Oct 18, 1919: George Edward Pelham (“Pel”) Box, English-American engineer and statistician, was born. He began as a chemist. At age 19, he published his first paper, on an activated sludge process to produce clean effluent. In the army during WW II, at Porton Down Experimental Station, he taught himself statistics to get more reliable results from his experiments on the chemistry of poison gases. Thus, he became “an accidental statistician”, the title of his autobiography.

He developed several statistical tools that bear his name: the Box-Jenkins model, Box-Cox transformations, and Box-Behnken designs. Box wrote or co-authored major statistics texts on evolutionary operation, times-series, Bayesian analysis, the design of experiments, statistical control, and quality improvement.

Oct 18, 1922: The British Broadcasting Company was formed five years before it received its first Royal Charter and became the British Broadcasting Corporation. In the 1920s, John Reith, the BBC’s founding father, knew of America’s unregulated, commercial radio, and the fledgling Soviet Union’s rigidly controlled state system. Reith’s vision was of an independent British broadcaster able to educate, inform, and entertain, without political or commercial pressure. Listening to the wireless in the UK quickly became a social and cultural phenomenon as the BBC in London and its regional stations gave birth to radio mass communication.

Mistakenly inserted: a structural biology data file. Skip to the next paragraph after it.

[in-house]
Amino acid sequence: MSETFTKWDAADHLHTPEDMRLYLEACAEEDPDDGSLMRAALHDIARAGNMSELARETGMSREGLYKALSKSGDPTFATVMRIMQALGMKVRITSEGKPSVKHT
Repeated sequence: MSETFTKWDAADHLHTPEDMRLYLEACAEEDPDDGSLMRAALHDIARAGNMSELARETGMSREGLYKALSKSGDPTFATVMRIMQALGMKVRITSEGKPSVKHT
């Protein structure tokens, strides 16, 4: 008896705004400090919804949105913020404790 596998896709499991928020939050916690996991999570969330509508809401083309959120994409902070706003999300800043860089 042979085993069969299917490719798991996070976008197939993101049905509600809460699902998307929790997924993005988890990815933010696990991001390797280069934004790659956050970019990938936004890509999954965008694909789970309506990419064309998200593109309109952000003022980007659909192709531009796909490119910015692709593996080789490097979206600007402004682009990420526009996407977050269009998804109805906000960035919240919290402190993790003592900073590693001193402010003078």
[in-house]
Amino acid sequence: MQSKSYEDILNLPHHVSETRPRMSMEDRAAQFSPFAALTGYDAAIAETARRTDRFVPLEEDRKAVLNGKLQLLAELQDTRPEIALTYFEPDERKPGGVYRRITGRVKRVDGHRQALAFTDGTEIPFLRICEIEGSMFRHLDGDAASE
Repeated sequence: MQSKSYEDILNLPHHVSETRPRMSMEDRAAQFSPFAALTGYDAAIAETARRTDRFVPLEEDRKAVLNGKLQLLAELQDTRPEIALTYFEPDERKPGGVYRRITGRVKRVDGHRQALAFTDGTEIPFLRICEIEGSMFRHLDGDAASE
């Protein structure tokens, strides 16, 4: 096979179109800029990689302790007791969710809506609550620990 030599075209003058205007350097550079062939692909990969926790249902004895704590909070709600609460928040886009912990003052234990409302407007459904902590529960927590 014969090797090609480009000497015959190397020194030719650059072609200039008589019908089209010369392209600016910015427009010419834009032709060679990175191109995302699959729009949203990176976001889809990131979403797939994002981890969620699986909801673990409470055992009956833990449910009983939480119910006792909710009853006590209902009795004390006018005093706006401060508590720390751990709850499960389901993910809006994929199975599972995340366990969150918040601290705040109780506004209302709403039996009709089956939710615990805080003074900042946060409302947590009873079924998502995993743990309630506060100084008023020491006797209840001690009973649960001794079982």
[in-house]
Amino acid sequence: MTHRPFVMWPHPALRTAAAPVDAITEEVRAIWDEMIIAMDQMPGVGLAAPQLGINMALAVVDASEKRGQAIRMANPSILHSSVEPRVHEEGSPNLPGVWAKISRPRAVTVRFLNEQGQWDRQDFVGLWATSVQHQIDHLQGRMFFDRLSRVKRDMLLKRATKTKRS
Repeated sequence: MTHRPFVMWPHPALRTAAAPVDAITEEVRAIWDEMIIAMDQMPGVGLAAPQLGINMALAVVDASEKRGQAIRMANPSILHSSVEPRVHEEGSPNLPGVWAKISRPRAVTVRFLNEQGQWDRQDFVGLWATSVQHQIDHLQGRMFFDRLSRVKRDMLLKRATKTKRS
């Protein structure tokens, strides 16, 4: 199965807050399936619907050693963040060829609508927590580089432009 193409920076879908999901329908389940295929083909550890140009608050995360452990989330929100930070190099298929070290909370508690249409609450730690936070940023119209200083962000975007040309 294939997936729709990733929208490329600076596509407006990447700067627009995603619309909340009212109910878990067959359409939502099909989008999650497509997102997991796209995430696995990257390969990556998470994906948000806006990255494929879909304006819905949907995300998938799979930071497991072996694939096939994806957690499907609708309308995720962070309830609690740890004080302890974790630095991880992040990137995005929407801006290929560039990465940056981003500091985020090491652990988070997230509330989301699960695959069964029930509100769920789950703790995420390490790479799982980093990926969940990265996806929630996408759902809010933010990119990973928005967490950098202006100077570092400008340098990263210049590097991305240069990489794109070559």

Oct 18, 1952: The New York Times reported that a mechanical heart was used for the first time to maintain the blood circulation of a 41-year-old man during an 80-minute operation on his heart. The Dodrill-GMR Mechanical Heart was developed by Dr. Forest Dodrill and built by the General Motors Research Laboratories.

Oct 18, 1955: A new subatomic particle called a negative proton or antiproton was discovered at UC Berkeley in California. The hunt for antimatter began in earnest in 1932 with the discovery of the positron, a particle with the mass of an electron and a positive charge. However, creating an antiproton would be far more difficult since it needed nearly 2,000 times the energy to accomplish.

In 1955, the most powerful “atom smasher” in the world, the Bevatron at Berkeley, could provide the required energy. Detection was accomplished with a maze of magnets and electronic counters through which only antiprotons could pass. After several hours of bombarding copper with protons accelerated to 6.2 billion electron volts (Gev) of energy, the scientists counted a total of 60 antiprotons.

Oct 18, 1962: Dr. James D. Watson of the U.S., Dr. Francis Crick, and Dr. Maurice Wilkins of Britain won the Nobel Prize for Medicine and Physiology for their work in determining the double-helix molecular structure of DNA (deoxyribonucleic acid). DNA itself had first been identified and isolated almost a century before by Friedrich Miescher in 1869.